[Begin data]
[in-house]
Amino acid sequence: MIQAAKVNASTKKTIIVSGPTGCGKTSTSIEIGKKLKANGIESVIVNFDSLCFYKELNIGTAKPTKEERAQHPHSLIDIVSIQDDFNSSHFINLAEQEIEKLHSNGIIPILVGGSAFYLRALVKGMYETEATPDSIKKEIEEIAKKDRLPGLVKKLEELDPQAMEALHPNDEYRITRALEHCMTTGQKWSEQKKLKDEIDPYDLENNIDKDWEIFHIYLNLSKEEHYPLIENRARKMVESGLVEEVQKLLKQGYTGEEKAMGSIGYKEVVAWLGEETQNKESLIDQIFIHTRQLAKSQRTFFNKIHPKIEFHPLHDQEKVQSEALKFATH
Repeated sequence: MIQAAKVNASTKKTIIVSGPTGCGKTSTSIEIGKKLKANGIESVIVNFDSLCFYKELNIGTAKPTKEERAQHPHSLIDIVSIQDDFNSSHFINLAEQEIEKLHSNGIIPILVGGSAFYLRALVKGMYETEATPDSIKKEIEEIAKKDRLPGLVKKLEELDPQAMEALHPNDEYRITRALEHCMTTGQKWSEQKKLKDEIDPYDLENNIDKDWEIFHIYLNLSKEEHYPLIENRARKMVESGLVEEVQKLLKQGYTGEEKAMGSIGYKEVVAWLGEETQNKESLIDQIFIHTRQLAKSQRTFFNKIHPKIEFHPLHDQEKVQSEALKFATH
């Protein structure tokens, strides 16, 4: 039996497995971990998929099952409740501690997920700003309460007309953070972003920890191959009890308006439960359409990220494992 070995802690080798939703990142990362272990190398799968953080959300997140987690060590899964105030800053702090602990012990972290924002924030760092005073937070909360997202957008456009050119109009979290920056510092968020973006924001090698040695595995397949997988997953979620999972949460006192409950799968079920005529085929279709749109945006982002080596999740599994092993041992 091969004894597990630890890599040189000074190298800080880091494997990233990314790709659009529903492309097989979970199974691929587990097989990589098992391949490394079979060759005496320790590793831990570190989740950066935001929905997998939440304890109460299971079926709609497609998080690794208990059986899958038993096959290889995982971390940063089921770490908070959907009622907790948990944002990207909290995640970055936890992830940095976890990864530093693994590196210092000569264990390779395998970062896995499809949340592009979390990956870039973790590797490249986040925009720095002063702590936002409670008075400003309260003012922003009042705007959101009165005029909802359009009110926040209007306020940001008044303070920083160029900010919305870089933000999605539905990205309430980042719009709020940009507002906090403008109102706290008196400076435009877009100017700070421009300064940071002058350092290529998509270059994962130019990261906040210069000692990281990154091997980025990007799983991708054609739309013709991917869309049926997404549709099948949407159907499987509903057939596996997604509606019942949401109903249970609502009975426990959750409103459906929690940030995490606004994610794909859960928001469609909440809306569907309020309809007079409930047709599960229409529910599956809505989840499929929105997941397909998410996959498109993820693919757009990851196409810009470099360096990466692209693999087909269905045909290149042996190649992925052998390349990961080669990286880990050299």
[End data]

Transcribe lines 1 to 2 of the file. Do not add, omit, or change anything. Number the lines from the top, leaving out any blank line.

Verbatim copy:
[in-house]
Amino acid sequence: MIQAAKVNASTKKTIIVSGPTGCGKTSTSIEIGKKLKANGIESVIVNFDSLCFYKELNIGTAKPTKEERAQHPHSLIDIVSIQDDFNSSHFINLAEQEIEKLHSNGIIPILVGGSAFYLRALVKGMYETEATPDSIKKEIEEIAKKDRLPGLVKKLEELDPQAMEALHPNDEYRITRALEHCMTTGQKWSEQKKLKDEIDPYDLENNIDKDWEIFHIYLNLSKEEHYPLIENRARKMVESGLVEEVQKLLKQGYTGEEKAMGSIGYKEVVAWLGEETQNKESLIDQIFIHTRQLAKSQRTFFNKIHPKIEFHPLHDQEKVQSEALKFATH